Two New Zealand passengers leaving the Diamond Princess cruise liner in Japan have tested positive for the Covid-19 coronavirus.
They were prevented from taking the Australian evacuation flight which left Tokyo for Darwin shortly after 5am.
The pair were among eight New Zealand passengers due to arrive in Auckland tonight.
The Ministry of Foreign Affairs and Trade said during final medical checks, two of those passengers tested positive for Covid-19 and did not travel on the flight.
They are being treated in hospital in Japan and MFAT consular staff remain in contact with them.
Earlier, two other New Zealand passengers had contracted the virus and are also being treated in hospital in Japan.
The six New Zealanders on the flight to Darwin will be brought to Auckland on a flight arranged by New Zealand, before being transferred to quarantine at the Whangaparāoa naval base.
Director-General of Health Ashley Bloomfield yesterday said St John paramedics would be on the flight picking up the group from Darwin. He said everyone would have to be well and non-symptomatic before they got on either flight.
As passengers who tested negative for Covid-19 have begun leaving the ship, Japan's handling of the outbreak has come in for criticism.
More than 540 passengers and crew on the Diamond Princess have so far been infected by the Covid-19 virus - the biggest cluster outside mainland China. US officials said moves to contain the virus "may not have been sufficient".
Otago University infectious disease expert Professor Michael Baker said the cruise ship passengers had an even higher chance of infection than those who came from Wuhan.
"They are at risk of having been exposed, and really the clock starts ticking as soon as they leave that ship and are brought back to New Zealand, they've really got to have 14 days.
"This is a group where you really need full quarantine. They need to be supervised in a facility and looked after."
'Everyone is continually getting re-exposed'
US doctor Jeff Hopland, whose parents have been on board the Diamond Princess, told First Up the quarantine didn't work and anyone who had been on the ship should go into quarantine for two weeks when they get home.
"Once they realised that the virus was continuing to spread on the ship, that is no longer quarantine. Everyone is getting continually being re-exposed," he said.
"That puts the passengers at risk but ... if they let the people off the boat without actually doing a quarantine that virus is going to spread all over the world, especially in the situation of a cruise ship where people are from numerous countries.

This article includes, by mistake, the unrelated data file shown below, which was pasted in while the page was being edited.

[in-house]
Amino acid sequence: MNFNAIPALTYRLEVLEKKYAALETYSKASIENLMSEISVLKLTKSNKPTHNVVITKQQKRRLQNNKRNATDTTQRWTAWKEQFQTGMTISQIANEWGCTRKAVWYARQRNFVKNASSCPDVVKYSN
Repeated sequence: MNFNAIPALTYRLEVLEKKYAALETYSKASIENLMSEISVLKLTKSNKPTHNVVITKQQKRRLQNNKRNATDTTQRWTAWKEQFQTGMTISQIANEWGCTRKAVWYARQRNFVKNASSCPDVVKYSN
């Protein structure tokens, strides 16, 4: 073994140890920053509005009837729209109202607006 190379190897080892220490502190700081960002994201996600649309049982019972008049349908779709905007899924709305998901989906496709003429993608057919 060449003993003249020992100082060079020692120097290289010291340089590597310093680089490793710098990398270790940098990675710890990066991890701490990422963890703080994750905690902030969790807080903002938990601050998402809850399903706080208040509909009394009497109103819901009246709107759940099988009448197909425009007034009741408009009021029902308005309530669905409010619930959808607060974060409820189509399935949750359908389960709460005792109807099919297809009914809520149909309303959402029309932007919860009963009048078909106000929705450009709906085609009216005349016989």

"When they get home they all need to be re-quarantined for two weeks and it just needs to be done right."
Hopland said masks were delivered by people who weren't wearing gloves, some of those who went on the deck were taking off their masks to smoke, and balconies had very thin wooden barriers between them.
Crew members were going from room to room to deliver food, he said. "They're not medically trained - they don't know how to not spread it."
Hopland's mother Regina tested positive for Covid-19 and is in hospital. His father Arnold has to remain on the ship for a further two weeks because he has exposed to the virus.
"Once they realised they can't contain it on the ship they needed to get everyone off the ship and into a better-controlled environment where they could actually do the quarantine properly."
Auckland passenger Wren Manuel was not looking forward to spending another two weeks in quarantine at the Whangaparāoa base.
He and wife Kay Manuel were packing their bags yesterday, having passed an initial health check, and were waiting for the call to board a bus for the airport.
"It's been such a waste of time because we've done 14 [days] and now we've got to do another 14 when we come back."
Manuel said New Zealand officials should have acted when it was apparent the virus was spreading on the ship.
He said it was not fair passengers were being asked to pay toward the cost of flying home.
Director-General of Health Ashley Bloomfield has said the situation on board the Diamond Princess changed quickly, which was what prompted New Zealand and other countries to remove passengers.
"It was only toward the end of the 14-day period that the number of cases on board the ship really began to increase and that raised concerns for a number of countries about whether the quarantine measures on board were adequate."
Three New Zealand passengers chose not to take the flight to Darwin; one lives overseas and two others were staying outside New Zealand for the next two weeks.
New Zealand, Australia, the US, Canada, and the UK will place all those released from the ship in another 14 days' quarantine when they return home.
Yesterday, 157 Wuhan evacuees who had been quarantined for two weeks at the Whangaparāoa navy facility north of Auckland were allowed to leave. More than 50 foreign nationals who were part of the group were taken to the airport and the New Zealanders were taken home by bus or picked up by relatives.
- RNZ / BBC